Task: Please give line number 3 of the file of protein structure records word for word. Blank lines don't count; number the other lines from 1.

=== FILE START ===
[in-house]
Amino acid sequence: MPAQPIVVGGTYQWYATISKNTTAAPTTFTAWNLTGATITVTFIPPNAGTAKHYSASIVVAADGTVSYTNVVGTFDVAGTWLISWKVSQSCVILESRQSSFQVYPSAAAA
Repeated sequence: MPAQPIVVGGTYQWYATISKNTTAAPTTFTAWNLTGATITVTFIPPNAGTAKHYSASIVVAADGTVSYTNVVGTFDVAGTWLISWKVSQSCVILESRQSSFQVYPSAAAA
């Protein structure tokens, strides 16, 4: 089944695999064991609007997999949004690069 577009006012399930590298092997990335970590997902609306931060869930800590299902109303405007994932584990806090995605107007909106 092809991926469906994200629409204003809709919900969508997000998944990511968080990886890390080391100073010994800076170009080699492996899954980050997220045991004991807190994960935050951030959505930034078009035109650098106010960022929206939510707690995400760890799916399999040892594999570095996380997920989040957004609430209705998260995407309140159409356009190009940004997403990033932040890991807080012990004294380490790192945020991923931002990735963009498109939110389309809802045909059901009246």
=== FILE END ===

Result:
Repeated sequence: MPAQPIVVGGTYQWYATISKNTTAAPTTFTAWNLTGATITVTFIPPNAGTAKHYSASIVVAADGTVSYTNVVGTFDVAGTWLISWKVSQSCVILESRQSSFQVYPSAAAA